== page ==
>> > >>>> conservation-1.22064
>> > >>>>>
>> > >>>>> "Taxonomy anarchy" and its supposed solution. Journal Nature.
>> > >>>>>
>> > >>>>>
>> > >>>>> -------
>> > >>>>> Richard H. Zander
>> > >>>>> Missouri Botanical Garden - 4344 Shaw Blvd. - St. Louis -
>> Missouri -
>> > >>>> 63110 - USA
>> > >>>>> richard.zander at mobot.org<mailto:richard.zander at mobot.org>
>> > >>>>> Web sites: http://www.mobot.org/plantscience/bfna/bfnamenu.htm
>> and
>> > >>>> http://www.mobot.org/plantscience/resbot/
>> > >>>>>
>> > >>>>> _______________________________________________
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>> > >>>>>
>> > >>>>>
>> > >>>>> Nurturing Nuance while Assaulting Ambiguity for 30 Some Years,
>> 1987-
>> > >>> 2017.
>> > >>>> _______________________________________________
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>> > >>>> Nurturing Nuance while Assaulting Ambiguity for 30 Some Years,
>> 1987-
>> > >>> 2017.
>> > >>>>
>> > >>>
>> > >>>
>> > >>>
>> > >>> --
>> > >>> Scott Thomson
>> > >>> Museu de Zoologia da Universidade de São Paulo Avenida Nazaré, 481,
>> > >>> Ipiranga 04263-000, São Paulo, SP, Brasil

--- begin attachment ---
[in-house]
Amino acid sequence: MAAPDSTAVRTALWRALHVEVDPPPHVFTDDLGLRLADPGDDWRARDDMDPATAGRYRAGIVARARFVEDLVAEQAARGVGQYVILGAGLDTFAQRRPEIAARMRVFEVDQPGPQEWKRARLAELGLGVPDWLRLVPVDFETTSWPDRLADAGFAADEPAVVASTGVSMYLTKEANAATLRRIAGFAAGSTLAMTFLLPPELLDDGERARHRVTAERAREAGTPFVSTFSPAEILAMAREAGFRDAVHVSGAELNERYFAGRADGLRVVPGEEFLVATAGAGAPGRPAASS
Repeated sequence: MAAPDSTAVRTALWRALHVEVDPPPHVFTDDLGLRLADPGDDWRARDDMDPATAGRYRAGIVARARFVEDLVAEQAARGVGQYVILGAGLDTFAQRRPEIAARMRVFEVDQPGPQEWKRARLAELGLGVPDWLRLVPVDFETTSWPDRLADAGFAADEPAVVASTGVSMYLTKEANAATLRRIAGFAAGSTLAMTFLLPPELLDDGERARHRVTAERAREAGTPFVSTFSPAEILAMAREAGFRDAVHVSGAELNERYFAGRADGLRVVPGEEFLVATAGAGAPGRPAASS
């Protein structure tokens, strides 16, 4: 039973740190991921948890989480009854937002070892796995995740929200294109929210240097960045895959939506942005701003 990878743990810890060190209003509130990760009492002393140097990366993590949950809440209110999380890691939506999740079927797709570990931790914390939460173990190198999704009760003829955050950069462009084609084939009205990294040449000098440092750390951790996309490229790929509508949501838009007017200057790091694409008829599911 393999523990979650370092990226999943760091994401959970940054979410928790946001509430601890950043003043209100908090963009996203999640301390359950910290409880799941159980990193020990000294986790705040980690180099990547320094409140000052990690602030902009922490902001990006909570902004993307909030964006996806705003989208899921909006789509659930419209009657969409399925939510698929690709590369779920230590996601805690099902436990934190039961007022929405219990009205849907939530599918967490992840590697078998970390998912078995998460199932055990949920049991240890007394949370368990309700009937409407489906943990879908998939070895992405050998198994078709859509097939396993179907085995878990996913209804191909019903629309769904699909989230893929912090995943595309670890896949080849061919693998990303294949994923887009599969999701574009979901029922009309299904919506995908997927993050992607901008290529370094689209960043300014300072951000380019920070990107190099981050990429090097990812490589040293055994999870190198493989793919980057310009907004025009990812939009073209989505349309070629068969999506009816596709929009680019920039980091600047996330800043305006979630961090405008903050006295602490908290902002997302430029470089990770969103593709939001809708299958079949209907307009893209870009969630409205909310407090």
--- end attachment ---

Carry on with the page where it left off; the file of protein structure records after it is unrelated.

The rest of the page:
>> > >>>
>> > >>> Chelonian Research Institute
>> > >>> 402 South Central Avenue,
>> > >>> Oviedo, 32765, Florida, USA
>> > >>>
>> > >>> http://www.carettochelys.com
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>> > >>> BFC4AD13FD58CDB7AA5FD#>
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>> > >>>
>> > >>> Nurturing Nuance while Assaulting Ambiguity for 30 Some Years,
>> > 1987-2017.
>> > >>
>> > >> _______________________________________________
>> > >> Taxacom Mailing List
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>> > >>
>> > >>
>> > >> Nurturing Nuance while Assaulting Ambiguity for 30 Some Years,
>> > 1987-2017.
>> > >>
>> > > _______________________________________________
>> > > Taxacom Mailing List
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>> > >
>> > >
>> > > Nurturing Nuance while Assaulting Ambiguity for 30 Some Years,
>> 1987-2017.
>> > _______________________________________________
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>> > http://taxacom.markmail.org
>> >
>> >
>> > Nurturing Nuance while Assaulting Ambiguity for 30 Some Years,
>> 1987-2017.
>> >
>>
>>
>>
>> --
>> Scott Thomson
>> Museu de Zoologia da Universidade de São Paulo
>> Avenida Nazaré, 481, Ipiranga
>> 04263-000, São Paulo, SP, Brasil
>>
>> Chelonian Research Institute
>> 402 South Central Avenue,
>> Oviedo, 32765, Florida, USA
>>
>> http://www.carettochelys.com
>> ORCID: http://orcid.org/0000-0003-1279-2722
>> Lattes: *http://lattes.cnpq.br/0323517916624728*
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>> 4BF37BFC4AD13FD58CDB7AA5FD#>
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>> _______________________________________________
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>>
>>
>> Nurturing Nuance while Assaulting Ambiguity for 30 Some Years, 1987-2017.
>>
>
>


-- 
Scott Thomson
Museu de Zoologia da Universidade de São Paulo
Avenida Nazaré, 481, Ipiranga
04263-000, São Paulo, SP, Brasil

Chelonian Research Institute
402 South Central Avenue,
Oviedo, 32765, Florida, USA